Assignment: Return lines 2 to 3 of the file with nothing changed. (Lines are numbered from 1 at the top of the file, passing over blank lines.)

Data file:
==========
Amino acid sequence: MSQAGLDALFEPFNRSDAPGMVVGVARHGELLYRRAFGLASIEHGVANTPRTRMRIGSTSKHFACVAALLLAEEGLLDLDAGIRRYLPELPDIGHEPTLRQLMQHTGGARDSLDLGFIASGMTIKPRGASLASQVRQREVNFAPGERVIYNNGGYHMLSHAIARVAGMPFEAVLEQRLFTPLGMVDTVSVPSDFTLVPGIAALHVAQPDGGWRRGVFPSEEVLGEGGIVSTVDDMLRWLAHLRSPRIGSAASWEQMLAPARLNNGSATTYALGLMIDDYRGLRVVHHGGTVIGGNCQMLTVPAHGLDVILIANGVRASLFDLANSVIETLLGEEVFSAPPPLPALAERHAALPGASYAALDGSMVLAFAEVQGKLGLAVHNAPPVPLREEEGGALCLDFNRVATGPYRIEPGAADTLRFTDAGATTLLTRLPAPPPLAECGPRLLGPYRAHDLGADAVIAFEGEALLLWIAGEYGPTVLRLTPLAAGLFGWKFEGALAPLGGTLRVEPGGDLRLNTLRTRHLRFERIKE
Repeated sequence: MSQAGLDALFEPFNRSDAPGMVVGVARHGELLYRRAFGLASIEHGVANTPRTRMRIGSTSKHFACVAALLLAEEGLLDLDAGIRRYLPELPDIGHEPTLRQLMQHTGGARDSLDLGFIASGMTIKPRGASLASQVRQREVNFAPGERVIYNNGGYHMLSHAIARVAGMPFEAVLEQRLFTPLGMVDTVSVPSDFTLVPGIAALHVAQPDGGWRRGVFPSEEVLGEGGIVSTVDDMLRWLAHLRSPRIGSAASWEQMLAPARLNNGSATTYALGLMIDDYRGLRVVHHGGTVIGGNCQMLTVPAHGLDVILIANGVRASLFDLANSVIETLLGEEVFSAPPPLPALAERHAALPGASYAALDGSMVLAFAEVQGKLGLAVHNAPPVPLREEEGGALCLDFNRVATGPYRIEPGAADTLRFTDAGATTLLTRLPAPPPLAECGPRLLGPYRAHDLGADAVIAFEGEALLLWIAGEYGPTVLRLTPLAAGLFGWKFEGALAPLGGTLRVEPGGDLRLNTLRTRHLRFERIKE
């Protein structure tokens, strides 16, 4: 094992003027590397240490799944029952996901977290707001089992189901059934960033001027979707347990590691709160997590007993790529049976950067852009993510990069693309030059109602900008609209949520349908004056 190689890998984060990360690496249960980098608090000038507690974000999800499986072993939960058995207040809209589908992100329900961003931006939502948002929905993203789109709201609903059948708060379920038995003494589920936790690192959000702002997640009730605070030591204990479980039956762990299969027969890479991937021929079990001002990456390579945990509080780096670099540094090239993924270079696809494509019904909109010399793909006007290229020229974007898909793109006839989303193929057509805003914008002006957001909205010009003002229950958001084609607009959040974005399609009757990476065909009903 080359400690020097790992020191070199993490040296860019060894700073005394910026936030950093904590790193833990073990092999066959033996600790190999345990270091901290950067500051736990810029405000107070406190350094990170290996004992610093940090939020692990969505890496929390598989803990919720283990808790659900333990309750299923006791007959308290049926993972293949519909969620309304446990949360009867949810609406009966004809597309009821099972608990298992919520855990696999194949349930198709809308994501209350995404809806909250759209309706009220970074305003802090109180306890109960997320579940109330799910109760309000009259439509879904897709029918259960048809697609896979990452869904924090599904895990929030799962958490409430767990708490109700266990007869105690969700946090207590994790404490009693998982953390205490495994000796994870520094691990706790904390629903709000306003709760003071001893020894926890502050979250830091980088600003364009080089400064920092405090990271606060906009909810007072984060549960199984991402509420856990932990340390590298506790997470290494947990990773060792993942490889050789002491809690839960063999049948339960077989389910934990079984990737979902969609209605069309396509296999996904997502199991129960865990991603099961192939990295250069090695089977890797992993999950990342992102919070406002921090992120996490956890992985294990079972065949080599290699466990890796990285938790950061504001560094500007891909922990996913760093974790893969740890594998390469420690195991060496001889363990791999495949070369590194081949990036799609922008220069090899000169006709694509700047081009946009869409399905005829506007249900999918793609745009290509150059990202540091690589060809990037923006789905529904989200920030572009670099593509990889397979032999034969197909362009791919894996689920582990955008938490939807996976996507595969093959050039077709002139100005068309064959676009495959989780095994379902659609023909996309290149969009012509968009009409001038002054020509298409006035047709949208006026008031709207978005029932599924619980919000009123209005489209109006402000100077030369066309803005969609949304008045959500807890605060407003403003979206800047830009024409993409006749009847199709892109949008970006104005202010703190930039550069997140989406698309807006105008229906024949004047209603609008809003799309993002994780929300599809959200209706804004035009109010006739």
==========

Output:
Repeated sequence: MSQAGLDALFEPFNRSDAPGMVVGVARHGELLYRRAFGLASIEHGVANTPRTRMRIGSTSKHFACVAALLLAEEGLLDLDAGIRRYLPELPDIGHEPTLRQLMQHTGGARDSLDLGFIASGMTIKPRGASLASQVRQREVNFAPGERVIYNNGGYHMLSHAIARVAGMPFEAVLEQRLFTPLGMVDTVSVPSDFTLVPGIAALHVAQPDGGWRRGVFPSEEVLGEGGIVSTVDDMLRWLAHLRSPRIGSAASWEQMLAPARLNNGSATTYALGLMIDDYRGLRVVHHGGTVIGGNCQMLTVPAHGLDVILIANGVRASLFDLANSVIETLLGEEVFSAPPPLPALAERHAALPGASYAALDGSMVLAFAEVQGKLGLAVHNAPPVPLREEEGGALCLDFNRVATGPYRIEPGAADTLRFTDAGATTLLTRLPAPPPLAECGPRLLGPYRAHDLGADAVIAFEGEALLLWIAGEYGPTVLRLTPLAAGLFGWKFEGALAPLGGTLRVEPGGDLRLNTLRTRHLRFERIKE
């Protein structure tokens, strides 16, 4: 094992003027590397240490799944029952996901977290707001089992189901059934960033001027979707347990590691709160997590007993790529049976950067852009993510990069693309030059109602900008609209949520349908004056 190689890998984060990360690496249960980098608090000038507690974000999800499986072993939960058995207040809209589908992100329900961003931006939502948002929905993203789109709201609903059948708060379920038995003494589920936790690192959000702002997640009730605070030591204990479980039956762990299969027969890479991937021929079990001002990456390579945990509080780096670099540094090239993924270079696809494509019904909109010399793909006007290229020229974007898909793109006839989303193929057509805003914008002006957001909205010009003002229950958001084609607009959040974005399609009757990476065909009903 080359400690020097790992020191070199993490040296860019060894700073005394910026936030950093904590790193833990073990092999066959033996600790190999345990270091901290950067500051736990810029405000107070406190350094990170290996004992610093940090939020692990969505890496929390598989803990919720283990808790659900333990309750299923006791007959308290049926993972293949519909969620309304446990949360009867949810609406009966004809597309009821099972608990298992919520855990696999194949349930198709809308994501209350995404809806909250759209309706009220970074305003802090109180306890109960997320579940109330799910109760309000009259439509879904897709029918259960048809697609896979990452869904924090599904895990929030799962958490409430767990708490109700266990007869105690969700946090207590994790404490009693998982953390205490495994000796994870520094691990706790904390629903709000306003709760003071001893020894926890502050979250830091980088600003364009080089400064920092405090990271606060906009909810007072984060549960199984991402509420856990932990340390590298506790997470290494947990990773060792993942490889050789002491809690839960063999049948339960077989389910934990079984990737979902969609209605069309396509296999996904997502199991129960865990991603099961192939990295250069090695089977890797992993999950990342992102919070406002921090992120996490956890992985294990079972065949080599290699466990890796990285938790950061504001560094500007891909922990996913760093974790893969740890594998390469420690195991060496001889363990791999495949070369590194081949990036799609922008220069090899000169006709694509700047081009946009869409399905005829506007249900999918793609745009290509150059990202540091690589060809990037923006789905529904989200920030572009670099593509990889397979032999034969197909362009791919894996689920582990955008938490939807996976996507595969093959050039077709002139100005068309064959676009495959989780095994379902659609023909996309290149969009012509968009009409001038002054020509298409006035047709949208006026008031709207978005029932599924619980919000009123209005489209109006402000100077030369066309803005969609949304008045959500807890605060407003403003979206800047830009024409993409006749009847199709892109949008970006104005202010703190930039550069997140989406698309807006105008229906024949004047209603609008809003799309993002994780929300599809959200209706804004035009109010006739």